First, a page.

If there's one thing Toshiba knows how to do well, it's build a stylish TV for a modest price. Despite selling for a mere £440, the 40RL953B looks as classy as many sets costing double.
It's been a while since I've seen a Toshiba TV deliver a solid overall performance, so can the 40RL953B buck that trend?
User interface and EPG
The 40RL953B may have a budget price tag, but unlike last year's 40RL858B, it uses the same menu system as the high-end models in Toshiba's range. Instead of flat menu screens, you're presented with two arcs of icons at the bottom. The lower arc lets you select the type of action you want to perform and you're then shifted to an upper arc where you select a sub-option.
These menus now look a little more colourful than before and the transitions between them have speeded up too. I still don't feel it's an ideal system though. Once you've selected the sub-option in the arc menu, you're often pitched back into a standard flat menu to complete the task, which is jarring.
Interestingly, the TV includes two separate electronic programme guides (EPG). You can select between these during the initial set-up of the TV, although bizarrely, the installation guide doesn't actually explain what the difference between them is. It turns out that the Broadcast Guide is the Freeview EPG, while the Media Guide uses Internet data. The Broadcast Guide looks quite drab and although audio is kept running when you call it up on screen, there's no video thumbnail window.
The secondary Media Guide is built by a company called Rovi and uses richer programming information downloaded from the Internet. It's laid out in a horizontal grid, but it includes lots of extra data including thumbnail photos for upcoming shows, information on the actors and lists of other episodes in a series. The problem is the set doesn't seem to have enough internal memory to buffer the EPG data, so it has to download it every time you open it up.
This means there's a significant delay between hitting the button on the remote and the guide becoming fully populated with all the programming data. We're taking around 14 seconds here, which I think will be too long for most people. So they're likely to switch back to the standard, more boring broadcast EPG. This is a shame, as the Rovi Guide really is a big improvement over the standard EPG.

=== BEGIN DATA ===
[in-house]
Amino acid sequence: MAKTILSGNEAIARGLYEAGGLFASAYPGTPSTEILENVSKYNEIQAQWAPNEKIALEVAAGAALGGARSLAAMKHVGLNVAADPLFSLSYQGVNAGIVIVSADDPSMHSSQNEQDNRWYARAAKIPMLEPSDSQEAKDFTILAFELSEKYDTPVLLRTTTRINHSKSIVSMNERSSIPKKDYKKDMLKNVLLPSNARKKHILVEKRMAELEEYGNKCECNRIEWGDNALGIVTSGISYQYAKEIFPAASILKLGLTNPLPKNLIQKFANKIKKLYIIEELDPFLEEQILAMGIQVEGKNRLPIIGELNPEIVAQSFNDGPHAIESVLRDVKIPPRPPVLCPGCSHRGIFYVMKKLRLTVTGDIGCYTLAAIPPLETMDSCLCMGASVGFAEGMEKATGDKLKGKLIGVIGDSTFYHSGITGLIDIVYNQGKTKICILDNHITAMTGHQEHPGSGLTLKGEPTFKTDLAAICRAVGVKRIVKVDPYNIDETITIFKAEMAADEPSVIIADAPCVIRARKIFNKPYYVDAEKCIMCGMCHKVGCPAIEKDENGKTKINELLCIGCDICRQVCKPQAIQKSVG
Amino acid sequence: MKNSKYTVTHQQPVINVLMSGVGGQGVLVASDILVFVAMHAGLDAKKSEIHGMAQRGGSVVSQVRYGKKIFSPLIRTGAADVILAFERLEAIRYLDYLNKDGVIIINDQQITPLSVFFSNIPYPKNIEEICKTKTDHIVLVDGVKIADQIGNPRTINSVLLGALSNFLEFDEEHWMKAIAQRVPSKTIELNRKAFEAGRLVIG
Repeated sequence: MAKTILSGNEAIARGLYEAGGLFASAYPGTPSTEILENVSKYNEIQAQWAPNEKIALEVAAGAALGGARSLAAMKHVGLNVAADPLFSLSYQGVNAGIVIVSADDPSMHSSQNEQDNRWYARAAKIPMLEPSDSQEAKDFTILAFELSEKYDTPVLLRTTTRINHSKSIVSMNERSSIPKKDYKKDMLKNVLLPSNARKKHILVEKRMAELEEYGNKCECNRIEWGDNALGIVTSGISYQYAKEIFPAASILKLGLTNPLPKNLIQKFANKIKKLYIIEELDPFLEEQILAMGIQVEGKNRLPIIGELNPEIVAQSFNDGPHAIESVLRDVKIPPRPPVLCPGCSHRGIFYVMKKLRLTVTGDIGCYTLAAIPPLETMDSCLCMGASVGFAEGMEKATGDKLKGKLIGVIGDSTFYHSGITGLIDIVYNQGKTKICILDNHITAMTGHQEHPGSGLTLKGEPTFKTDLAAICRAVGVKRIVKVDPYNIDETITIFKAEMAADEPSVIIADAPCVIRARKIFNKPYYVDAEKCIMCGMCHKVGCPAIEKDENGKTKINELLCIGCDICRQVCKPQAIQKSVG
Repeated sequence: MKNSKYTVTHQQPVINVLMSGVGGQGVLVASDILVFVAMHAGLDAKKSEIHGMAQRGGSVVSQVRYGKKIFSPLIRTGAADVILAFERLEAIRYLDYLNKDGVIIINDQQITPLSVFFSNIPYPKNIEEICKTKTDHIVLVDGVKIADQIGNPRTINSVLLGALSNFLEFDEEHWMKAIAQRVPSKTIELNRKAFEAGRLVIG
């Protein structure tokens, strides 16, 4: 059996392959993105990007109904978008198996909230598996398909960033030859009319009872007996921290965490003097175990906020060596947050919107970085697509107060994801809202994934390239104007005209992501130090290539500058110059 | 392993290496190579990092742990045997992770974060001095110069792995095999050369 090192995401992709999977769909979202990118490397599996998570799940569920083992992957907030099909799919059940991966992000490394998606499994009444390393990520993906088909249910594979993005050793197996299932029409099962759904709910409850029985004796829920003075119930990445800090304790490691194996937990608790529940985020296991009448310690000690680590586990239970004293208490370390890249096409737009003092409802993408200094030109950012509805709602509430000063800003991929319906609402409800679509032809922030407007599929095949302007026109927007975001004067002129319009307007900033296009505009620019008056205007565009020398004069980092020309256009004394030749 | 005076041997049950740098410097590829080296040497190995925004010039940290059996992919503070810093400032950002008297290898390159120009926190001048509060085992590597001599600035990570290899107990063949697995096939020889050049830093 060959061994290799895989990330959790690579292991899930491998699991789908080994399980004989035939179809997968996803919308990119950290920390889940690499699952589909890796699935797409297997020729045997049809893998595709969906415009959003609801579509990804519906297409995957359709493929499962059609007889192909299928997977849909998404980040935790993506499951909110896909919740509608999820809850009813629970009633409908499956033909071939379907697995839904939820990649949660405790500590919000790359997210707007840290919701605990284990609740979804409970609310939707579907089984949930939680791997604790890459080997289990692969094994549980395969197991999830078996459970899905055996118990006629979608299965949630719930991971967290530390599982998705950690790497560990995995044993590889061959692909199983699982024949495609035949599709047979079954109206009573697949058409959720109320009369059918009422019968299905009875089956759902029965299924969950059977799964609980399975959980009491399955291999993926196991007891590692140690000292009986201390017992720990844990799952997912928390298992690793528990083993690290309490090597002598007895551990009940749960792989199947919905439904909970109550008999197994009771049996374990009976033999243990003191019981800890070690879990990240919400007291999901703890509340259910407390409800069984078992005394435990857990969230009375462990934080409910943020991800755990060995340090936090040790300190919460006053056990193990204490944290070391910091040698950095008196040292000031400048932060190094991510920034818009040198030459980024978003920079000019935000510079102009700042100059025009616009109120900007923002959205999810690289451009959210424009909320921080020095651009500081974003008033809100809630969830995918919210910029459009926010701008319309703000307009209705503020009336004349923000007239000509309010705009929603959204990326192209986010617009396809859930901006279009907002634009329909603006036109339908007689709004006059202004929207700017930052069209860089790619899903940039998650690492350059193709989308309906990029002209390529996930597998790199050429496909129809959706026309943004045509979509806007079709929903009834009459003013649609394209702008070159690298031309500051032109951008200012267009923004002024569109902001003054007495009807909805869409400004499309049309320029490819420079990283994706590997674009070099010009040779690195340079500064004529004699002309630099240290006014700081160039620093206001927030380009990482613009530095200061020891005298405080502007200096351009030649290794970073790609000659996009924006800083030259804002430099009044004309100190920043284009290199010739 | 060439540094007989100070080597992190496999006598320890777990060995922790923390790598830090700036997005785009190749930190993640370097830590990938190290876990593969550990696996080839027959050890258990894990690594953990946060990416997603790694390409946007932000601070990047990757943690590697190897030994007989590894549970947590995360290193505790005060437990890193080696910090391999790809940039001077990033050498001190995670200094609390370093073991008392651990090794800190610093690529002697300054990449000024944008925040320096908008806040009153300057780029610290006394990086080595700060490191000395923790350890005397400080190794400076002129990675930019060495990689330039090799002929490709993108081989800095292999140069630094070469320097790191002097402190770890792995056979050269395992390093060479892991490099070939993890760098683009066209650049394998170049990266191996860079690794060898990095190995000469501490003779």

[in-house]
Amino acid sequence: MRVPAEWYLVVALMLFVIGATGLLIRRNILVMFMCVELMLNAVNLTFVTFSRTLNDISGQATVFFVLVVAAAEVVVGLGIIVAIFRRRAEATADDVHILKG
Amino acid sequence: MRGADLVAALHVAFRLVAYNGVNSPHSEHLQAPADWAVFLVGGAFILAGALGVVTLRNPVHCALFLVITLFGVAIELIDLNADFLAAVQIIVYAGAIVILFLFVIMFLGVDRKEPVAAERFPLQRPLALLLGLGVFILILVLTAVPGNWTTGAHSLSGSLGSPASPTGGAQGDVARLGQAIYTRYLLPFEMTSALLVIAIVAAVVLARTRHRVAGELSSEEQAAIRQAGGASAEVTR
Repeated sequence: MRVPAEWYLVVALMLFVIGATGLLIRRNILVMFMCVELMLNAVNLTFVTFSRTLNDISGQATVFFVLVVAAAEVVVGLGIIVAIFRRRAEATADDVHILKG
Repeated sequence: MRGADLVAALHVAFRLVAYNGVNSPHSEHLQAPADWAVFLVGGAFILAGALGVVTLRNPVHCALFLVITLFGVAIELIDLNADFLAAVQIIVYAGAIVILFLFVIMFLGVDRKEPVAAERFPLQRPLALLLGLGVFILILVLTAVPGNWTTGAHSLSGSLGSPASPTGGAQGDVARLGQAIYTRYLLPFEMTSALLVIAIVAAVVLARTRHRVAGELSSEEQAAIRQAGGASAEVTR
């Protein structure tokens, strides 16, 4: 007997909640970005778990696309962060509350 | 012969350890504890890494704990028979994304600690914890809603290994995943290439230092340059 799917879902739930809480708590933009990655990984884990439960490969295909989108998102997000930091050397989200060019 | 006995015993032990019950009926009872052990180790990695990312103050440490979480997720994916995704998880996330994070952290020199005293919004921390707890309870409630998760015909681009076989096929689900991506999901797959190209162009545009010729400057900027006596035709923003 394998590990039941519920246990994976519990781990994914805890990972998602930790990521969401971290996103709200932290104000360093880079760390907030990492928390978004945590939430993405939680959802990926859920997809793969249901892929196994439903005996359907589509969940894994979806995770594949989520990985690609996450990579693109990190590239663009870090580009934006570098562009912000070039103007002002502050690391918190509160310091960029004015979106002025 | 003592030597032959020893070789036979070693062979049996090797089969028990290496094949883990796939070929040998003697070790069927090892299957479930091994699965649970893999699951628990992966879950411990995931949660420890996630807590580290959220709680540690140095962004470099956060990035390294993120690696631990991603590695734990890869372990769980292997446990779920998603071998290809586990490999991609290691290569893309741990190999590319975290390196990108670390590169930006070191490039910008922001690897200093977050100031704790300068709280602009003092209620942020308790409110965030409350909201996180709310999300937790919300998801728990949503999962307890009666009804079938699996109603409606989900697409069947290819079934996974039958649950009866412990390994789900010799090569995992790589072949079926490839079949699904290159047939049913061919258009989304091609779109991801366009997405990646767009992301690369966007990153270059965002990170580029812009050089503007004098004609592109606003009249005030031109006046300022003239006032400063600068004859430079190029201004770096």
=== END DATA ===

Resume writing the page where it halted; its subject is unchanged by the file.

Internet features and video playback
In the past, Toshiba's smart TV platform -- known as Places -- has been pretty woeful. Bug-ridden and severely lacking in content, it was definitely the runt of the smart TV pack. Thankfully, Toshiba seems to be getting on top of these issues. Although it still lags behind the competition, both in terms of its user interface and the content available, it's a good sight better than it was.
Places is divided up into sections -- or 'Placea' -- for TV, Video, Social Media, Music, News and Games. Services include BBC iPlayer, Cartoon Network, YouTube, Dailymotion, Woomi, Acetrax, iConcerts, Aupeo, Viewster, Facebook and Twitter. That may sound like a lot, but it's actually quite limited compared to rival systems from Panasonic, Sony and Samsung. There's no app store, so what you see is what you get, and it lacks key services such as Netflix and Lovefilm.
Toshiba has added proper shortcuts for iPlayer and YouTube into the main menu, so you don't actually have to start up Places to get at them. Nevertheless, there are still problems with the Places user interface. For example, on many of the apps, you can't return from the app to the Places menu. You have to exit the app back to TV and then start up Places again, which is nuts.
The set also includes a media player for playing digital files from USB drives or across a network from a PC or DLNA devices such NAS drives. USB playback works pretty well. It handles a range of file formats including Xvid, MKV and MP4. However, it's pretty poor when it comes to streaming video files across a network. It refused to play MKV and Xvid files and instead would only run my MP4 test file. Even then, it wouldn't allow me to fast forward or rewind the video, so its streaming support is next to useless.